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Listen up, Starbucks (SBUX ) fans. You think you know coffee? Forget it. You don't know coffee like Andrea Illy knows coffee. The 42-year-old head of Illycaffè will tell you to use a light hand with the steamed milk and skip the caramel syrup. The really good stuff is a rich espresso that rolls over your tongue, leaving subtle hints of buttery chocolate, almonds, and fresh peaches. "Espresso is a miracle of chemistry in a cup," says Illy.
To spread the gospel and position itself as the global leader in luxury coffee, the 73-year-old family-owned company is rolling out hundreds of licensed cafés called Espressamente. That's a hill of beans compared with the 11,000 outlets flying the Starbucks Corp. flag. And the cafés are confined to Europe, Asia, and temporary locations in New York City.
Illy doesn't think the land of the Big Gulp is quite ready for his sublime, if diminutive, brew. "In the U.S. coffee is merely a hot beverage, not an elixir," he says. But with sales of Illy beans at upscale U.S. markets such as Whole Foods (WFMI ) and Williams-Sonoma growing at 30% annually and 7,000 U.S. restaurants and hotels brewing Illy espresso, the company says it's only a matter of time before Americans will want Illy cafés.
Even so, Andrea Illy says he's not aiming to unseat Starbucks. Instead, his game is to create an exclusive destination with an emphasis on quality and aesthetics. The Espressamente experience will be oh-so-Italiano, focused on coffee served short and dark with perfect crema, or foam, in a designer demitasse. Illy hopes that great espresso, combined with surroundings that ooze modern cool, will have coffee cognoscenti purring buonissimo with every sip. "Starbucks is less about coffee and more about community," says Wendy Liebmann, president of market researcher WSL Strategic Retail. "Illy is about the elegance of coffee.... It is elitist."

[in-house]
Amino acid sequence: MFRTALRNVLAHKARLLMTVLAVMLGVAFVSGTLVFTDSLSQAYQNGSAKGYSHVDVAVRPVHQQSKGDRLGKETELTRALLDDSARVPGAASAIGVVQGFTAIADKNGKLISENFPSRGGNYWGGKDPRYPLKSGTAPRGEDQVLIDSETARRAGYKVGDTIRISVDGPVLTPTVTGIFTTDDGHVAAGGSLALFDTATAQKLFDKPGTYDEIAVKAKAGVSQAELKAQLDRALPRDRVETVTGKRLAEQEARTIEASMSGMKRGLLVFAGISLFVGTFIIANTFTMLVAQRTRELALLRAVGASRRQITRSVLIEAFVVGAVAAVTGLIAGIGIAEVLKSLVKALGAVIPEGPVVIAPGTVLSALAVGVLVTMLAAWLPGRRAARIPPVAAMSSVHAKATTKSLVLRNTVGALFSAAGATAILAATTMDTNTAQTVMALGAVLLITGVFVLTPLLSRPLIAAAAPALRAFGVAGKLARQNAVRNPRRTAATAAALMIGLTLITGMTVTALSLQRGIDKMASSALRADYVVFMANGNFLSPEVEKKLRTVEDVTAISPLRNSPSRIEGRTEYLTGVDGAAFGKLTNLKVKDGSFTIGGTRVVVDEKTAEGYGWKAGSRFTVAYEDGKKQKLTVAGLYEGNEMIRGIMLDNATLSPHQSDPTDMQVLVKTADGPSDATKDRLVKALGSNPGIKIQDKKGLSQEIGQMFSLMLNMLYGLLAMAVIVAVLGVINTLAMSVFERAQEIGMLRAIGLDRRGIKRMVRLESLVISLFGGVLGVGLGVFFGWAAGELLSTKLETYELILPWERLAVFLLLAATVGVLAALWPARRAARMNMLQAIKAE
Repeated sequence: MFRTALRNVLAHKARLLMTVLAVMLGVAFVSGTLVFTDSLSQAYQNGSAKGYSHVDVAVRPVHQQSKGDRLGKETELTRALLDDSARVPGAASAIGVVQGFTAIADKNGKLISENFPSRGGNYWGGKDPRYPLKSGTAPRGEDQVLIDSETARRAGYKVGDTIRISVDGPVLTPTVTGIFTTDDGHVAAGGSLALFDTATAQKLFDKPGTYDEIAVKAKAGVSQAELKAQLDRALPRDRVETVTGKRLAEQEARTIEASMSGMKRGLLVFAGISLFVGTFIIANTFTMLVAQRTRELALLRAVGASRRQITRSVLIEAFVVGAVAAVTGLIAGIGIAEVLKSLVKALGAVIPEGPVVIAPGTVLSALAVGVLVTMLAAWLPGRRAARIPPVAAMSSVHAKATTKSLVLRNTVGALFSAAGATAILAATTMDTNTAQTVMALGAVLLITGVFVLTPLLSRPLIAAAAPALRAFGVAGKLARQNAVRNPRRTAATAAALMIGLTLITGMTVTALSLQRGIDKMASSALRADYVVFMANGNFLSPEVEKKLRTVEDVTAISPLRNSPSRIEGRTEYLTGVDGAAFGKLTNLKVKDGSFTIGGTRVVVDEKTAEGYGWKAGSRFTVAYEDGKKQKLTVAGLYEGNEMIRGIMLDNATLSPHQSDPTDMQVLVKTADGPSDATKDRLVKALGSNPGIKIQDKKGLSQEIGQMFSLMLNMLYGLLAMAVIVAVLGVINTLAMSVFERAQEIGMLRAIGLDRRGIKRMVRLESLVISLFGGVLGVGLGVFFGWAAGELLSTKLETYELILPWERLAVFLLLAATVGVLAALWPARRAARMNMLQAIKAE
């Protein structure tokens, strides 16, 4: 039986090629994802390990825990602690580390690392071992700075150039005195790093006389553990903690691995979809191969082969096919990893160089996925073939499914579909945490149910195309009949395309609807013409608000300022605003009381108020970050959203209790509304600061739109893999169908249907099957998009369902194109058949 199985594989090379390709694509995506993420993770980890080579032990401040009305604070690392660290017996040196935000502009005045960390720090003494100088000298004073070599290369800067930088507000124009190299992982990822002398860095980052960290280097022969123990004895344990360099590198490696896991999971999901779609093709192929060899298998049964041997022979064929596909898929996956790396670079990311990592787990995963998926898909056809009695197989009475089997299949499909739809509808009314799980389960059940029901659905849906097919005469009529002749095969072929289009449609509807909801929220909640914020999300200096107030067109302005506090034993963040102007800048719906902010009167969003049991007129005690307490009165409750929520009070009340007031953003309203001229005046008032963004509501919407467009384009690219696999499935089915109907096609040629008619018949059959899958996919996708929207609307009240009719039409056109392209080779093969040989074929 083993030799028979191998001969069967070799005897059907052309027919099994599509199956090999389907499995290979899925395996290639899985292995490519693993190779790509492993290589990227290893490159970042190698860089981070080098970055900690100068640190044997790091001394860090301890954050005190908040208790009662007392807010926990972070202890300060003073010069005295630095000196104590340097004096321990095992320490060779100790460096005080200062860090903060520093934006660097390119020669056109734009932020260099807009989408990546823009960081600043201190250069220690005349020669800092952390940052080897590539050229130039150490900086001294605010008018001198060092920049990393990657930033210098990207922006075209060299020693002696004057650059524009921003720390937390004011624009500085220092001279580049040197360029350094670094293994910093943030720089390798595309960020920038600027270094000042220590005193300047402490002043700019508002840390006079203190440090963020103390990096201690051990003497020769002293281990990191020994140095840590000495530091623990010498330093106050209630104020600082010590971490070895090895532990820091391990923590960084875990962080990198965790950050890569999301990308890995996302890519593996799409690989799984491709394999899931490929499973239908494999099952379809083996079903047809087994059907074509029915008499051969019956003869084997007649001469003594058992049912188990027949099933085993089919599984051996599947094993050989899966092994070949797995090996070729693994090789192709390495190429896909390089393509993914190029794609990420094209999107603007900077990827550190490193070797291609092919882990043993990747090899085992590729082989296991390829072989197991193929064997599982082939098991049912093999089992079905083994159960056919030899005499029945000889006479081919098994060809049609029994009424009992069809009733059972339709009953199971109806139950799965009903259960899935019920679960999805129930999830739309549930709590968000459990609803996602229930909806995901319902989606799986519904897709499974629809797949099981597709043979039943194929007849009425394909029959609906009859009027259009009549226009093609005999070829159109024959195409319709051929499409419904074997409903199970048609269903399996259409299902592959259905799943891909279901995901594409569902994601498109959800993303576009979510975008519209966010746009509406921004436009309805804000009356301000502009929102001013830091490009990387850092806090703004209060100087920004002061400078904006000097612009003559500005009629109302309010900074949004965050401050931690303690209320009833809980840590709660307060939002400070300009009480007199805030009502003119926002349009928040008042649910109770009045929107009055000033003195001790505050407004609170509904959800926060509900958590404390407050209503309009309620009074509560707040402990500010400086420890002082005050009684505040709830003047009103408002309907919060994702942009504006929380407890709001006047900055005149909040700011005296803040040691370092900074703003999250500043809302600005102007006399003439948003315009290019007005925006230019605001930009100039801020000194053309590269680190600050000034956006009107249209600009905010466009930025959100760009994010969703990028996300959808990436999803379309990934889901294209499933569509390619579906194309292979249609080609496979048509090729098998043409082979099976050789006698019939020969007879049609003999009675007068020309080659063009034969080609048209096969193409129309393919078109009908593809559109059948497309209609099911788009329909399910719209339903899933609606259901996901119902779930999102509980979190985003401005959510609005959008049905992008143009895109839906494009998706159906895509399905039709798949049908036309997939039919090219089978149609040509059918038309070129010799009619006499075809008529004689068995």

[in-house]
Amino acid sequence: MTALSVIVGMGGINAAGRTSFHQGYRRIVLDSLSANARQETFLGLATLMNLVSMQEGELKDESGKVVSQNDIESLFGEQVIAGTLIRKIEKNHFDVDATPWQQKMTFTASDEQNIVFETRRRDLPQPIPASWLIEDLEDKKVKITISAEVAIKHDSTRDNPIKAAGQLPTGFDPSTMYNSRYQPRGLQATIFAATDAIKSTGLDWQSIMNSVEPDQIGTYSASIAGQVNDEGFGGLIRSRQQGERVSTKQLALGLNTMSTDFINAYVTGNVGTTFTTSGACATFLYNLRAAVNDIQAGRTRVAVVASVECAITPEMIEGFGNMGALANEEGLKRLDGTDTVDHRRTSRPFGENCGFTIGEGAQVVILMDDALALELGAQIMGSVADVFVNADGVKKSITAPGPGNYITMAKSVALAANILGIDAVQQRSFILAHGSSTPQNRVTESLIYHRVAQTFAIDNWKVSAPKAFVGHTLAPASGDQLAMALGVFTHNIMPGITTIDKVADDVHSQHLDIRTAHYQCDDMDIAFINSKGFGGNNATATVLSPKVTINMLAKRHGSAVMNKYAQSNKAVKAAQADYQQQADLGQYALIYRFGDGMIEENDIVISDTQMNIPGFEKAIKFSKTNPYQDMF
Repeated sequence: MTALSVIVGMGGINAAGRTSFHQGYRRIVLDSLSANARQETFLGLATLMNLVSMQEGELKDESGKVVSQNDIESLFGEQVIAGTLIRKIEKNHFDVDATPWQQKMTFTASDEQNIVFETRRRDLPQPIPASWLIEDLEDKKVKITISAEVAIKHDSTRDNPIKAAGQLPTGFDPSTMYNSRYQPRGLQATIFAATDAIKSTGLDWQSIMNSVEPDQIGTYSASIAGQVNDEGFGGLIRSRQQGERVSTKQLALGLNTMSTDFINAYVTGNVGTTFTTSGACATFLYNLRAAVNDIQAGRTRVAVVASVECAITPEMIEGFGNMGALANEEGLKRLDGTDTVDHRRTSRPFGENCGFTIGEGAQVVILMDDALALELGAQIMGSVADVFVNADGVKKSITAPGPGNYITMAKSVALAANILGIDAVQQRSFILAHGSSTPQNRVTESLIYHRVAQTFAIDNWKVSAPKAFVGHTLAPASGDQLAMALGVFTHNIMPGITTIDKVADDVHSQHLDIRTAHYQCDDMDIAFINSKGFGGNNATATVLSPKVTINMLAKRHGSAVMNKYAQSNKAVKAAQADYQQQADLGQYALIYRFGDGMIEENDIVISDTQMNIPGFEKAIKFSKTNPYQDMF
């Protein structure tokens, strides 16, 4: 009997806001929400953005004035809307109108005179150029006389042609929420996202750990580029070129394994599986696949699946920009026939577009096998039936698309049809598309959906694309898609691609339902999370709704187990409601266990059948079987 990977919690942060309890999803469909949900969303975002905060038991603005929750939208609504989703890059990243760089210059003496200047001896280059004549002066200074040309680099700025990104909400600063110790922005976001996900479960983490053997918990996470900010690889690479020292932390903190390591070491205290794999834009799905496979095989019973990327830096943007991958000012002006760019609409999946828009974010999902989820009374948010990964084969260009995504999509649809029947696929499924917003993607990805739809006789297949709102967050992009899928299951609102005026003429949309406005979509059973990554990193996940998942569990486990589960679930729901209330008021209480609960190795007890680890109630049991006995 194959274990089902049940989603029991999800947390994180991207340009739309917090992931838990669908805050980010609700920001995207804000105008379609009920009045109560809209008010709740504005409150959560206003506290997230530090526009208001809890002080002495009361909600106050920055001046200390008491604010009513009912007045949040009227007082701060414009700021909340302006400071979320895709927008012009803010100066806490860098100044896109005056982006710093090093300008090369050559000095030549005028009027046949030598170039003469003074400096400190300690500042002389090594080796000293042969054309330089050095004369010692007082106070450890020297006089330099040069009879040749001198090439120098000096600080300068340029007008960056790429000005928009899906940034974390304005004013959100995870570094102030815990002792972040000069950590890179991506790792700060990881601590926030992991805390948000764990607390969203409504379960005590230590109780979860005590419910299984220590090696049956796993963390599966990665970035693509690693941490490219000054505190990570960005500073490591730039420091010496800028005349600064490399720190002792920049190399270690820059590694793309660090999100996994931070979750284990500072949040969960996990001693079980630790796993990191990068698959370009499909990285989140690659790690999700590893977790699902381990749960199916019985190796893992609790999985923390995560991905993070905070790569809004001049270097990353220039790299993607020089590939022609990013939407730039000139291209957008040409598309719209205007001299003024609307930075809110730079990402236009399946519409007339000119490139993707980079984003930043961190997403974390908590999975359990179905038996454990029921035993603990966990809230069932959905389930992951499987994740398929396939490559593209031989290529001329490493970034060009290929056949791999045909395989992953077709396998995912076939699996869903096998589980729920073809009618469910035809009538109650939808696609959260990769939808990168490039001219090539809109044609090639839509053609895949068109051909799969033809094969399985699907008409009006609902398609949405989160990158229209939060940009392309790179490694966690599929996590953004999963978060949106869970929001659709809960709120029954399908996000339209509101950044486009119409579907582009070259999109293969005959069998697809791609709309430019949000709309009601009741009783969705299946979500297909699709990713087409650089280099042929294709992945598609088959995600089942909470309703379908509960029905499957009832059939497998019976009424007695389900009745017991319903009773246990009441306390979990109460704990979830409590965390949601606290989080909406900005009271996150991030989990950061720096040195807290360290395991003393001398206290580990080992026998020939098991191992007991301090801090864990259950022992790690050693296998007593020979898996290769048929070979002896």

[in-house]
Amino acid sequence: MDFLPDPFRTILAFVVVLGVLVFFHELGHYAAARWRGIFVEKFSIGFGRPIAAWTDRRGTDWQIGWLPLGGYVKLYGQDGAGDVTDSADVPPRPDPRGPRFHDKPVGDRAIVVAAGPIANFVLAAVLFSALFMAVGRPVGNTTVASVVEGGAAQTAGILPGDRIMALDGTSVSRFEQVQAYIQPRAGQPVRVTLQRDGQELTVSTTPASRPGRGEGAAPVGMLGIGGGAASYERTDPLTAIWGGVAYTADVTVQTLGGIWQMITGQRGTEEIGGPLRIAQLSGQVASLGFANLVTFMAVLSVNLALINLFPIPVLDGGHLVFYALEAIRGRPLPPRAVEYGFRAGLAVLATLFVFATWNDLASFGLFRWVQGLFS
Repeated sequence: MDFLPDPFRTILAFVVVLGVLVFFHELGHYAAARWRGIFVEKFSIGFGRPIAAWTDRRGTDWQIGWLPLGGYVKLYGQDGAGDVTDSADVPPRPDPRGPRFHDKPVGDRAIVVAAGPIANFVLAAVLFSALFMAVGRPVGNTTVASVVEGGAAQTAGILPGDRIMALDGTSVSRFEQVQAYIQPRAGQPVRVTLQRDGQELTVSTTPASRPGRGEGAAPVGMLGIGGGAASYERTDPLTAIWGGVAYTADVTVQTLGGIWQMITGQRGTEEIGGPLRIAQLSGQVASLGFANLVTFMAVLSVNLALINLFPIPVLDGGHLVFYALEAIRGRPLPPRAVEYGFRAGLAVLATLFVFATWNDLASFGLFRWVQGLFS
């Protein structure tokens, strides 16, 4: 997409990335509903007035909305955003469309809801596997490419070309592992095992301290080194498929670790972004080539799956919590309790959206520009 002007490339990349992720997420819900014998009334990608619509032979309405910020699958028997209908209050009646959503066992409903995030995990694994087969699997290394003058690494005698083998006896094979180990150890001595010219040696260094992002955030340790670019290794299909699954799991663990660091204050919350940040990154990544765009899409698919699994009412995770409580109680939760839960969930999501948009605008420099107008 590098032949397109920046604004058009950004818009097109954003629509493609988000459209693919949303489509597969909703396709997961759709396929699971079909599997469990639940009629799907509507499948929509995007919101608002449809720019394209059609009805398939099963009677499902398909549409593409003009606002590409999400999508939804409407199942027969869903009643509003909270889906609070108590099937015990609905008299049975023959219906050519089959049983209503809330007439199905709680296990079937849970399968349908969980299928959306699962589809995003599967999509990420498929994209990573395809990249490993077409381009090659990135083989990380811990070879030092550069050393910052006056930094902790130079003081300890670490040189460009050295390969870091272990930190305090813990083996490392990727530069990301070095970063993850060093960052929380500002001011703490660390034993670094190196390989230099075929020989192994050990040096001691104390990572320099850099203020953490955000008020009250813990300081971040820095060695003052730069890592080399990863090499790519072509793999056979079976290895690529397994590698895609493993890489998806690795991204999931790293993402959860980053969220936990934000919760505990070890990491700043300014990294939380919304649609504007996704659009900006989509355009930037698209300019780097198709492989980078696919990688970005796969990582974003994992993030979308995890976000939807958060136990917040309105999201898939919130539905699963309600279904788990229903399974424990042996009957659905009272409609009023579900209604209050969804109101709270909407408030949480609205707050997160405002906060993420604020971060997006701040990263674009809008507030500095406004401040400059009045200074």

The epicenter of this coffee sophistication is Illy's Trieste headquarters. There, beans endure 114 quality tests, with samples eyeballed and scratched -- and every bean put through a laser-driven sorting machine that rejects one bean before and after any defective ones just for good measure. Rooting out that one bad bean is essential because it can spoil an entire tin. That's why Illy pays 30% above market rates to top farmers. "We are completely obsessed about quality -- close to crazy," says Illy.
SMALL IS BEAUTIFUL
Ah, perfection. It's not easy to maintain, especially when you're licensing coffee bars from Brussels to Beijing. To keep standards up, the Illy family is taking charge of everything from training the baristas to interior design, created by noted Italian architects Luca Trazzi and Claudio Silvestrin.
For an elite brand, staying small is O.K. The fastest-growing market for Illy cafés is France, where 20 Espressamente shops will open by yearend. The next frontier is Asia, where Illy has a venture with a Chinese partner to sell beans in 12 cities and has set up an Espressamente in Shanghai. And India's largest coffee shop chain has agreed to buy and distribute Illy coffee and machines to hotels and restaurants. Illy figures the push into new markets will help double sales over five years, to some $600 million. Profits rose 33% in 2005, to $19 million. Tiny, yes, but growing.
Illy aims to bring its cafés to the U.S. only after careful study. This fall the company will open a temporary three-floor "coffee galleria" in the Time Warner (TWX ) Center in New York, combining a coffee bar with art exhibits. Miami and Los Angeles could be next. "What we really need," says Illy, "is to develop coffee savoir-faire."
By Gail Edmondson